Deportations from the Rhineland
The Police and Security authorities in the Rhineland and Westphalia, also, reacted immediately to the directive from the Reich Security Head Office. In Düsseldorf, police officers forced their way into the homes of Polish Jews during the night of 28 October and arrested men, women and children. Without being allowed time to pack, they were taken to the nearest police station and from there to the police headquarters. The following afternoon the arrested people were taken by bus to the deportation train. The Polish Consulate in Düsseldorf was at least able to help about 100 people with the required inspection stamps in their passports. In Essen, too, entire families were rounded up from their homes in the early hours of 28 October. In Cologne, the arrests for the surrounding area were coordinated by the Gestapo (Secret State Police).
Eyewitness accounts indicate that the Police units involved had discretionary powers. For instance, young people and their carers in the Jewish orphanage, Abraham Frank-House, were at least able to pack a suitcase and travel by tram to the station at Cologne-Deutz. Women from Cologne with children were only to be deported if they were widowed or divorced.
Many towns hold records of the deportations. According to these, there were 600 deportations from Dortmund and from Cologne, Essen had 420, Düsseldorf 361, and from Gelsenkirchen 70 people were deported to Poland.
HELPERS AND ONLOOKERS
In some places, the Jewish community heard about the arrests in time. In Bochum, Ottilie Schoenewald, who was the chairwoman of the League of Jewish Women, was giving assistance to the people in the station forecourt. She later remembered the deportation as “drawn out, cold, appalling torture”. The rabbi Max Eschelbacher from Düsseldorf wrote about 28 October 1938:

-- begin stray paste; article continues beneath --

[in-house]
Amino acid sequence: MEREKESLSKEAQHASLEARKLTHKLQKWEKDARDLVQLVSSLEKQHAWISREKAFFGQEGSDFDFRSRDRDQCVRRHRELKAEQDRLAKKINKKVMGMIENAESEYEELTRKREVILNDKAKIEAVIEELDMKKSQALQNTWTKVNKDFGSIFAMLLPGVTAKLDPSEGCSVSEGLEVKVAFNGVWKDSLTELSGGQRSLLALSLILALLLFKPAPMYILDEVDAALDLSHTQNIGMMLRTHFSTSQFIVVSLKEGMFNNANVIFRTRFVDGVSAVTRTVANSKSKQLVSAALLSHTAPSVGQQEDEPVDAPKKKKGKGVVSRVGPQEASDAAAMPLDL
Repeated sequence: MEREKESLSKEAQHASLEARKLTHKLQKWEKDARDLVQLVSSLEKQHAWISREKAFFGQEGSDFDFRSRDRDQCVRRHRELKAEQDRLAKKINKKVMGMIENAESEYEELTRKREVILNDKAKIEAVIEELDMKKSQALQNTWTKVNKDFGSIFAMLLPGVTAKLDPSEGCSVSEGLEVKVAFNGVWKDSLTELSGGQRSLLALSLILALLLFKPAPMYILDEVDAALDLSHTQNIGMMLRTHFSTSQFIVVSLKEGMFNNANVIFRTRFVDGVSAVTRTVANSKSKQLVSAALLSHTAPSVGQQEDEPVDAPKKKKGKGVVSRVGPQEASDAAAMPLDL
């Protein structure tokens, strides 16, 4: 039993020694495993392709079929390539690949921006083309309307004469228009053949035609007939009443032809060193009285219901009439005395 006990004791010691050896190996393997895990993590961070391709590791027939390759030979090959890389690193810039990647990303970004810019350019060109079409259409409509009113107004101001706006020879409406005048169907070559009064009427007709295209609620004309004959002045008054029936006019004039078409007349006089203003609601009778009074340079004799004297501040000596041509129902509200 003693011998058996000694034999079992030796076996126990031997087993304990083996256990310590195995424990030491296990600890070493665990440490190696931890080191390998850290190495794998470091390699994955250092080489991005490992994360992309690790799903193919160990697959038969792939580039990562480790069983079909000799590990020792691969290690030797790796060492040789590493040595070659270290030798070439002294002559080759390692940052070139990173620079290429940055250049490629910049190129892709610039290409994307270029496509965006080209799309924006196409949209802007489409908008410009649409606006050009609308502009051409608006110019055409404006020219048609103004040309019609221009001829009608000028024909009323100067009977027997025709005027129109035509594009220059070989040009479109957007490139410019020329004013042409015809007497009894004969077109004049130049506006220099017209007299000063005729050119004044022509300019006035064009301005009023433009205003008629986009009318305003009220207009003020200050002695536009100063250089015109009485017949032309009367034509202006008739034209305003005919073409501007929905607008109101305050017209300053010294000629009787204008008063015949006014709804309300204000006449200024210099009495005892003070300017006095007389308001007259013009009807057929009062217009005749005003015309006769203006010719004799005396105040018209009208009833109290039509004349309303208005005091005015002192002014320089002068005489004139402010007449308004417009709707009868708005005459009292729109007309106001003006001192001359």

»In the police prison to which I myself was admitted… thirteen days afterwards, there was panic and desperate confusion … We could not help the people, but we wanted to be with them … When the first bus drew into the forecourt to take them to the train, we wanted to accompany them, but the guard would not let us.« **
Whilst many letters written by deported people say that they were taken to a station through side streets, others describe the rows of gawping townspeople through whom they were herded.
* Ottilie Schönewald, Aus der Arbeit des Jüdischen Frauenbundes in Bochum (1934/1938), Wiener Library, Testaments to the Holocaust. Eyewitness Accounts. Ref. PIIe No. 338.
** Max Eschelbacher, Der achtundzwanzigste Oktober 1938, in: Bastian Fleermann/Angela Genger, Novemberpogrom 1938 in Düsseldorf, Essen 2008, p. 335-338, here p. 337.
Photo credit: Images at the top: Police headquarters of Düsseldorf. Photo Credit: Sabine Würich.